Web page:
It turns out that many of the things of personal interest to me are also of importance, in far larger samples,  of course,  to scientists. For example, censuses of the past recorded the occupation of each resident in a home. This year’s does not do that. So how will economists of the future reconstruct relationships between household composition, geographical location, and employment, for example? Of course the developers of the census are not oblivious to the need for this kind of data, and have developed a more complex and broadly meaningful set of questions to be administered in separate waves of questionnaires, the American Community Survey (that will also have a version for Puerto Rico, incidentally). But these questions are being asked of a much smaller, and a selected, sample of the population, and thus will omit millions of important answers. Here’s an example: The work of the Center for Population Economics, under direction of Nobel-laureate Robert Fogel, involves linking individual Union Army veterans to their particular records in the U.S. census from 1840 through 1930 (except for 1890, the paper schedules of which went up in flames in 1921), to answer questions such as how does the environment, (easy to characterize even historically), in which one spends various stages of life, impact later-life health? (Read more about the project here.) What about occupations, from which we can ask, what long-term impacts on health, labor force participation, and longevity, did categories like "laborer" versus "banker" have? How about home value, as a proxy for household wealth? Without being able to access such information, collected in censuses of the past, for the 40-thousand-plus individual Union Army veterans in the CPE's sample, these questions and many more couldn’t even be asked.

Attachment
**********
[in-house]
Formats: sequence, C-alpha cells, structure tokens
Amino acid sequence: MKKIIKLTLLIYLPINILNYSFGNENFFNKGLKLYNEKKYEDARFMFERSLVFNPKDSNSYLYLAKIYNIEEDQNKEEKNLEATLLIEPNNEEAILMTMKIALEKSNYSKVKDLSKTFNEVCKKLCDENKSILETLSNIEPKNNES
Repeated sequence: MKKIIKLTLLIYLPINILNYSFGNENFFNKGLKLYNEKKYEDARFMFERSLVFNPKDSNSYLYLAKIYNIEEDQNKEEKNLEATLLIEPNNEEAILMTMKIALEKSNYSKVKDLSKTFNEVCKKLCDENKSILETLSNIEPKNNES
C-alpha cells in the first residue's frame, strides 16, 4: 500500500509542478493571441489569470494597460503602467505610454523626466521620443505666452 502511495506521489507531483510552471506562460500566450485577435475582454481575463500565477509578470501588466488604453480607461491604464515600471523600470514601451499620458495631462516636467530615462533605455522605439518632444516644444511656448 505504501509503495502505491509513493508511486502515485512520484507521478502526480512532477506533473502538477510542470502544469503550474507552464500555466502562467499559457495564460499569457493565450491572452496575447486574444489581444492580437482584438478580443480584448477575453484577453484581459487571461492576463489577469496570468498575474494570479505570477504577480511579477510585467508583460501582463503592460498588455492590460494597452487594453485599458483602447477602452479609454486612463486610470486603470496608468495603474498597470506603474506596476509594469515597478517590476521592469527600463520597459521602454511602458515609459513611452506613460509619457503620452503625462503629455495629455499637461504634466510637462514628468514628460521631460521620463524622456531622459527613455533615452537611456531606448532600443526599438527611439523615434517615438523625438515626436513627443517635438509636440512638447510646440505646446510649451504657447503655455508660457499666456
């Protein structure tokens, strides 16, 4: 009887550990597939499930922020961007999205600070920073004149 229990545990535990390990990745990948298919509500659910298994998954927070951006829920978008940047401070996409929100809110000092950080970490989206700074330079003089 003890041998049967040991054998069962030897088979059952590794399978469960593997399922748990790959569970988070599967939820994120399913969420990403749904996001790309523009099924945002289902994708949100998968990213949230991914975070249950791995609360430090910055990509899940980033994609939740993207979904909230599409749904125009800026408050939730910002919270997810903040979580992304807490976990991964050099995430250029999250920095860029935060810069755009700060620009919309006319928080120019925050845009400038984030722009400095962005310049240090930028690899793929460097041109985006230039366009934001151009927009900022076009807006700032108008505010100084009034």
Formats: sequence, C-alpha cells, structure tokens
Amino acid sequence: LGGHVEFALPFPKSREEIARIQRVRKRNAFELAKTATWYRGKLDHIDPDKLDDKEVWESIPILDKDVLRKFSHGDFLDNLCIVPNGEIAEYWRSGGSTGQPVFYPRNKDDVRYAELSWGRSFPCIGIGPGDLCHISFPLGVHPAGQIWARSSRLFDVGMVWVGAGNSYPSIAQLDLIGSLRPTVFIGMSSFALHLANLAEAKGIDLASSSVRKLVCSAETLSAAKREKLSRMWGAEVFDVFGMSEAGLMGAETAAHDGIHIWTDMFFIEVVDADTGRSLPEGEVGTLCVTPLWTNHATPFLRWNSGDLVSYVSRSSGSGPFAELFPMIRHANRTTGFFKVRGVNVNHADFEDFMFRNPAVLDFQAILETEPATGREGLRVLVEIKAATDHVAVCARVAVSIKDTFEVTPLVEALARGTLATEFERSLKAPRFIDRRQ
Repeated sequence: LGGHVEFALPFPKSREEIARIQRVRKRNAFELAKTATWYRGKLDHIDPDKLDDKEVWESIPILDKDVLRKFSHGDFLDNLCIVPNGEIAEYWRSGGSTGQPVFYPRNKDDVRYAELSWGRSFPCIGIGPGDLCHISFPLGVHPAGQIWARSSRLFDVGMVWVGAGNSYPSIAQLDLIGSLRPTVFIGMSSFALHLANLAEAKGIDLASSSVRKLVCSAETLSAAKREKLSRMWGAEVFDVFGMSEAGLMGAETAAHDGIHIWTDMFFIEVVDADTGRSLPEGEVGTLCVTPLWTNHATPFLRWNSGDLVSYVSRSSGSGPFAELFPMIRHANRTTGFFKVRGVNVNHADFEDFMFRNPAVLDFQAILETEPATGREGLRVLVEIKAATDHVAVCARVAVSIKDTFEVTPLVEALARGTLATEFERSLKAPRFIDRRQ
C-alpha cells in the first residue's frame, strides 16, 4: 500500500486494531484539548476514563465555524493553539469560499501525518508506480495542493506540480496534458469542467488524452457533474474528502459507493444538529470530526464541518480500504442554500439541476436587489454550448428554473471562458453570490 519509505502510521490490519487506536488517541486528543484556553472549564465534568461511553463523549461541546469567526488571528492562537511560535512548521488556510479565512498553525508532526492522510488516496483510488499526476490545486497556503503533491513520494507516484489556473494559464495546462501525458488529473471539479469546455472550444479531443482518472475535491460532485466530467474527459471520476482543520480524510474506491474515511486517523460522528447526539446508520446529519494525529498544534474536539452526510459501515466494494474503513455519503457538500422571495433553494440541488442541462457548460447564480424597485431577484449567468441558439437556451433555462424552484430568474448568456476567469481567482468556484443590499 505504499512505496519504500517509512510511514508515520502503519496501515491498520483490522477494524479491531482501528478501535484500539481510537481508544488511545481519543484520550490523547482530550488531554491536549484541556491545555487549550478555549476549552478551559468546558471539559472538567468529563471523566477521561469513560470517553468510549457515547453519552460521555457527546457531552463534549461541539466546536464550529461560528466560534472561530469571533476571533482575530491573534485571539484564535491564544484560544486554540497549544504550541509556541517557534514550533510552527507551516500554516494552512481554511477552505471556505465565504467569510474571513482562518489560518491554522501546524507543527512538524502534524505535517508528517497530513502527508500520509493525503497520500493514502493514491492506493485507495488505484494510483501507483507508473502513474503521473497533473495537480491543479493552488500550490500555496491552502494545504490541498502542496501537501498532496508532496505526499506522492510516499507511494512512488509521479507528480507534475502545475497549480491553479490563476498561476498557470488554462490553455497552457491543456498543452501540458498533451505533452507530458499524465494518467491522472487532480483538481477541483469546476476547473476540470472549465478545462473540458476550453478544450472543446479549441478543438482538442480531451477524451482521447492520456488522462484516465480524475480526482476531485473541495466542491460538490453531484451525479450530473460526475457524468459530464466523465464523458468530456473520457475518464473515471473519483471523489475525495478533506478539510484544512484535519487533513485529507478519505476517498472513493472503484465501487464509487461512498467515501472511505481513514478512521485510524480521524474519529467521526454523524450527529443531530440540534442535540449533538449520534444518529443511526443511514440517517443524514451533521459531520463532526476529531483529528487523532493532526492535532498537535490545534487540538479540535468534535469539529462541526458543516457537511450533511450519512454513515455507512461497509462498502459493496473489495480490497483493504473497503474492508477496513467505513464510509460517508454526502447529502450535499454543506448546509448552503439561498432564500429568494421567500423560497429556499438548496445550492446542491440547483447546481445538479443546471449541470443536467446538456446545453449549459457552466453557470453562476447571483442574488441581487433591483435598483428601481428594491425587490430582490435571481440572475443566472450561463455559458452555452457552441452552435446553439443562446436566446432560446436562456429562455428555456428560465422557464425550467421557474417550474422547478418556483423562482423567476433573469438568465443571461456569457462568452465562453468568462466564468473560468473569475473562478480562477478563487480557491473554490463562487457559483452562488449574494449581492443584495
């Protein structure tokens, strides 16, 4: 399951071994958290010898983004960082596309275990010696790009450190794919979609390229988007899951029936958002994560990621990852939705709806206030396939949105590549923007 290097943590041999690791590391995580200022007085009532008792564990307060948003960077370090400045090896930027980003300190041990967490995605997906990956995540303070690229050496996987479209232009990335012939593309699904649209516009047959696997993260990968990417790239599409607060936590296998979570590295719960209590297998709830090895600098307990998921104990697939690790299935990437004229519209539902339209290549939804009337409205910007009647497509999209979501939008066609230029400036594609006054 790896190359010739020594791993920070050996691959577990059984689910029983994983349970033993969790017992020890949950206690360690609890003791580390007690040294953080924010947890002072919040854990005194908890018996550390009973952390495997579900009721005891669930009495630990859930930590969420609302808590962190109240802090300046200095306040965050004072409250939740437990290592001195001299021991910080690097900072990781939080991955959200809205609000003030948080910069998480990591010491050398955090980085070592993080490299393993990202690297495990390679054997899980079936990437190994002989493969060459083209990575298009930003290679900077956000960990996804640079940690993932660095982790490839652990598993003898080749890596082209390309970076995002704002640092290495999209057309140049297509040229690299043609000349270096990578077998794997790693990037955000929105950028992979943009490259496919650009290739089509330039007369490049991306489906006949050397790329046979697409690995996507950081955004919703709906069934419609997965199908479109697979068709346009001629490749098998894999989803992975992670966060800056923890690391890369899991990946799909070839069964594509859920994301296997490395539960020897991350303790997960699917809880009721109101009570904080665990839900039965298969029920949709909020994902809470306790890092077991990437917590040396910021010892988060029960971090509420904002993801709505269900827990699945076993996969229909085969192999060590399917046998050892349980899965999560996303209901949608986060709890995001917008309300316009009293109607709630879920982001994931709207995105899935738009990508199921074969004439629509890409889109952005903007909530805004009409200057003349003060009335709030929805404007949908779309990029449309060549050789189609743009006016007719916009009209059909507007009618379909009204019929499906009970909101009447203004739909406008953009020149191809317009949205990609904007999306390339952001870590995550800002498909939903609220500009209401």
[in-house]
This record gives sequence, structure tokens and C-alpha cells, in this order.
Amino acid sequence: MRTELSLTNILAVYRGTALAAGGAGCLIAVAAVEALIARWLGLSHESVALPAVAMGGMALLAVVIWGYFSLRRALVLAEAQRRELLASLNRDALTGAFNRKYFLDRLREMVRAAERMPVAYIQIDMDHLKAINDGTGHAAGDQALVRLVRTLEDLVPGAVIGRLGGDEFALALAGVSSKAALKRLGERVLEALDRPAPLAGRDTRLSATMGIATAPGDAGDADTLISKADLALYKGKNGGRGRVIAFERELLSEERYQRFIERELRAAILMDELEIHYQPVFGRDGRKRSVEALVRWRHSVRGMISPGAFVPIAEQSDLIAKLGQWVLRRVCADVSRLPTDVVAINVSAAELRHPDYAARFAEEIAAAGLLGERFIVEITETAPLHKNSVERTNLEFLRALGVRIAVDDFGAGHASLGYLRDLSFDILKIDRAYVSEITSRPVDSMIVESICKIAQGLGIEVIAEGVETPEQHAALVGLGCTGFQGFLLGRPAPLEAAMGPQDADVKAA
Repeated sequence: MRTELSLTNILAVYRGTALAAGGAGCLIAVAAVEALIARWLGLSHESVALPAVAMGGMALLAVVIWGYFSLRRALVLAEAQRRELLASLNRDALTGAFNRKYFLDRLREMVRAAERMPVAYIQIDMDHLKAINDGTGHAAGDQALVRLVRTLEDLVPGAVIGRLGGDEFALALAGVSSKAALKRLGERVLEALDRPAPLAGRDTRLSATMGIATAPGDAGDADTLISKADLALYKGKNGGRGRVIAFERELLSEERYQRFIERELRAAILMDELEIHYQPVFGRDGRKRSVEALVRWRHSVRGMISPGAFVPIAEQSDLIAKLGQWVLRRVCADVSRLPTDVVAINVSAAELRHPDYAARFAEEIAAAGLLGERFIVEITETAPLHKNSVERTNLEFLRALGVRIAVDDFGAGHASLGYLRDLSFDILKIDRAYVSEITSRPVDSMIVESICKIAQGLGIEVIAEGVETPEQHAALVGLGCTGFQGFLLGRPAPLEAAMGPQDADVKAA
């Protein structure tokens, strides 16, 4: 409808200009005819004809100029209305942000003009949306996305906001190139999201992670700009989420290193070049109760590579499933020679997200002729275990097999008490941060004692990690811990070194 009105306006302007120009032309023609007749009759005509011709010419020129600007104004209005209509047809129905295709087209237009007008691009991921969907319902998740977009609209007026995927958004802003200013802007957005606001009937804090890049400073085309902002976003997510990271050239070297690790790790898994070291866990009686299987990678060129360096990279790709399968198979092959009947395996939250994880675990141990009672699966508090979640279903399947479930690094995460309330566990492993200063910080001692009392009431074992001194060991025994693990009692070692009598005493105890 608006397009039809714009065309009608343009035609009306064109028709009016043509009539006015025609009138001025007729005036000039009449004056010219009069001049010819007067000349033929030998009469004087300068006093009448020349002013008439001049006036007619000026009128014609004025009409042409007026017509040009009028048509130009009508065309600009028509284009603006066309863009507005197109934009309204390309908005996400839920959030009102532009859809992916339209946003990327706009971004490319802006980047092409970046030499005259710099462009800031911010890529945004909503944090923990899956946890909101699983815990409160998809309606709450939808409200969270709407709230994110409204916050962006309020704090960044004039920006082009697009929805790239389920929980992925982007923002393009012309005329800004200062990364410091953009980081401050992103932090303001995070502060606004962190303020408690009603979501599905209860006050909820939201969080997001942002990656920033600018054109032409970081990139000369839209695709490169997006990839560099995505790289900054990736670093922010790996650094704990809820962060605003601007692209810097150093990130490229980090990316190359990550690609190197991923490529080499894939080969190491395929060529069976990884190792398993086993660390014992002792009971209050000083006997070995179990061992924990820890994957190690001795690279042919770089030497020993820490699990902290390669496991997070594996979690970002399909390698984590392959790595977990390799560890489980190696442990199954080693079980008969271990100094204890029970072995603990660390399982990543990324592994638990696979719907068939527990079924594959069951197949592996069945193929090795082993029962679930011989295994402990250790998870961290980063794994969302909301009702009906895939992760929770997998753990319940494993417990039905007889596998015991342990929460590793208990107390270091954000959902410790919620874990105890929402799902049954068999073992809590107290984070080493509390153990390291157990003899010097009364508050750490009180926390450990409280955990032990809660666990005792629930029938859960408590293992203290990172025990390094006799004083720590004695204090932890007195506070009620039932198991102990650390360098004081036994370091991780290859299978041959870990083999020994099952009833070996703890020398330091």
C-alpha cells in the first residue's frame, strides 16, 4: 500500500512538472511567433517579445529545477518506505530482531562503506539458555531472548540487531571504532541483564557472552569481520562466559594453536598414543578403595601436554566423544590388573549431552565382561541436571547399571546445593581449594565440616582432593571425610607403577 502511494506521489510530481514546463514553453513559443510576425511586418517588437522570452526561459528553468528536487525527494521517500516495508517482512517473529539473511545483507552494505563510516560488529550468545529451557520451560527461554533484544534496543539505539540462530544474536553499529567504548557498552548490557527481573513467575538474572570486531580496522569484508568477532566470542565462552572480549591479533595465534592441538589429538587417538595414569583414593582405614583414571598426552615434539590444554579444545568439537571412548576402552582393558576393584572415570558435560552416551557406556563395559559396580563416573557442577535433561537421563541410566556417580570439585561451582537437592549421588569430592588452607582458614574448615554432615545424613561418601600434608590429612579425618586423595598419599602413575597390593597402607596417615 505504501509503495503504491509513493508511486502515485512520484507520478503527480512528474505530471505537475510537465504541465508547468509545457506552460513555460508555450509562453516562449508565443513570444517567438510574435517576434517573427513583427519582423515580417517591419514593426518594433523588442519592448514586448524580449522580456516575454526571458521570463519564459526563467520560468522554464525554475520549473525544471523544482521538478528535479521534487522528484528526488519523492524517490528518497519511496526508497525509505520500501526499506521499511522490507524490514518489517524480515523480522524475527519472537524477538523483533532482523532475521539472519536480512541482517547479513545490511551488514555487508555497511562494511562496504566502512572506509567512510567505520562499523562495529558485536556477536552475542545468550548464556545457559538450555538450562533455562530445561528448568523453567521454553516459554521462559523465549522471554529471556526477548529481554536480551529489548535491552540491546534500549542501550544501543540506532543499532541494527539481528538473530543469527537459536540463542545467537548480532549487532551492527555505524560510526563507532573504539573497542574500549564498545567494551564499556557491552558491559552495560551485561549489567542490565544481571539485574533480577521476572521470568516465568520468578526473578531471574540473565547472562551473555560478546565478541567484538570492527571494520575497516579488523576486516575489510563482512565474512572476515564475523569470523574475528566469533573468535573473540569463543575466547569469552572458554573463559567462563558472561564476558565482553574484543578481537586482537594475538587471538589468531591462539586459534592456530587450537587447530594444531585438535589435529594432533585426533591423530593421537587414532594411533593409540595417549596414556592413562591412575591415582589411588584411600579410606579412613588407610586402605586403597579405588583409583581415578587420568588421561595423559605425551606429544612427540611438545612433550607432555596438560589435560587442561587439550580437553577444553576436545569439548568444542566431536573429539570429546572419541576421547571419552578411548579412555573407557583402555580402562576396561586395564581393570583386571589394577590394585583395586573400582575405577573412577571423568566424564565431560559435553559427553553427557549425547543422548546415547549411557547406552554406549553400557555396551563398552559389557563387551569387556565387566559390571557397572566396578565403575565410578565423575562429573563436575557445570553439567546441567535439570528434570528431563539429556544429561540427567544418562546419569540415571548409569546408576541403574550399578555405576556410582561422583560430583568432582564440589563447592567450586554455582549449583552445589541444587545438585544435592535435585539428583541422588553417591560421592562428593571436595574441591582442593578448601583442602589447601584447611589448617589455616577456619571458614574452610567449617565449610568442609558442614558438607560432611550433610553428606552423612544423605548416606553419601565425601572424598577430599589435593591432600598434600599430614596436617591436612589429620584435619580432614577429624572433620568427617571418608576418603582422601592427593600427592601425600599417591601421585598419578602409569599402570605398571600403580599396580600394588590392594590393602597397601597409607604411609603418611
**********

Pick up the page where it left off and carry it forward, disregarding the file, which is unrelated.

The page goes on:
*Here are the details from my mother's mother's natal household in 1900:

My grandmother is identified as "Mamie C" (Mary Christine) with her father John Cullin and her sisters, Anne, Elizabeth, and Catharine.  So now I know mother's grandmother was deceased by that time. And here are the sisters in more corporal form, at just about that same time. My grandmother, who remained close to her sisters throughout their lives, is on the left: